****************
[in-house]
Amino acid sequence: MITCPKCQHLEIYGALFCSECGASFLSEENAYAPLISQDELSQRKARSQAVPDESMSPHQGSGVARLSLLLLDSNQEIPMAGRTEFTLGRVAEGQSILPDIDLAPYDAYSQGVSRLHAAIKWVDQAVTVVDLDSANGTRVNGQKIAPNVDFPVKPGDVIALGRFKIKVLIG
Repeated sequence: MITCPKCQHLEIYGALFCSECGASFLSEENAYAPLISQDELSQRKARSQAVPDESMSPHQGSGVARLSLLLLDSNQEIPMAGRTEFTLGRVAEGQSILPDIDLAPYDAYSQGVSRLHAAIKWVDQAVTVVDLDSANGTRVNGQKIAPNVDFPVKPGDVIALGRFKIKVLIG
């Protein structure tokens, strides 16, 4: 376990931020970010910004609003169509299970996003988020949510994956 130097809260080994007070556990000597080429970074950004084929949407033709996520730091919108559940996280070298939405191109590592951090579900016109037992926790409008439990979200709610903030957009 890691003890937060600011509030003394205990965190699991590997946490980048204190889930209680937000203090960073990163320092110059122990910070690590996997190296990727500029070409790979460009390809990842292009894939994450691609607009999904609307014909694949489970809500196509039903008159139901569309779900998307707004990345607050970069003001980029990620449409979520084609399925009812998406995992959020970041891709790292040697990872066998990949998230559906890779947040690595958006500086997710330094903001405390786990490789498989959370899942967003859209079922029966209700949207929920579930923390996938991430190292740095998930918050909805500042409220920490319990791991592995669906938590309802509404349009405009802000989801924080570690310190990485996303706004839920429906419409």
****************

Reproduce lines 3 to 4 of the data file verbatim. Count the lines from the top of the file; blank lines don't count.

Repeated sequence: MITCPKCQHLEIYGALFCSECGASFLSEENAYAPLISQDELSQRKARSQAVPDESMSPHQGSGVARLSLLLLDSNQEIPMAGRTEFTLGRVAEGQSILPDIDLAPYDAYSQGVSRLHAAIKWVDQAVTVVDLDSANGTRVNGQKIAPNVDFPVKPGDVIALGRFKIKVLIG
């Protein structure tokens, strides 16, 4: 376990931020970010910004609003169509299970996003988020949510994956 130097809260080994007070556990000597080429970074950004084929949407033709996520730091919108559940996280070298939405191109590592951090579900016109037992926790409008439990979200709610903030957009 890691003890937060600011509030003394205990965190699991590997946490980048204190889930209680937000203090960073990163320092110059122990910070690590996997190296990727500029070409790979460009390809990842292009894939994450691609607009999904609307014909694949489970809500196509039903008159139901569309779900998307707004990345607050970069003001980029990620449409979520084609399925009812998406995992959020970041891709790292040697990872066998990949998230559906890779947040690595958006500086997710330094903001405390786990490789498989959370899942967003859209079922029966209700949207929920579930923390996938991430190292740095998930918050909805500042409220920490319990791991592995669906938590309802509404349009405009802000989801924080570690310190990485996303706004839920429906419409």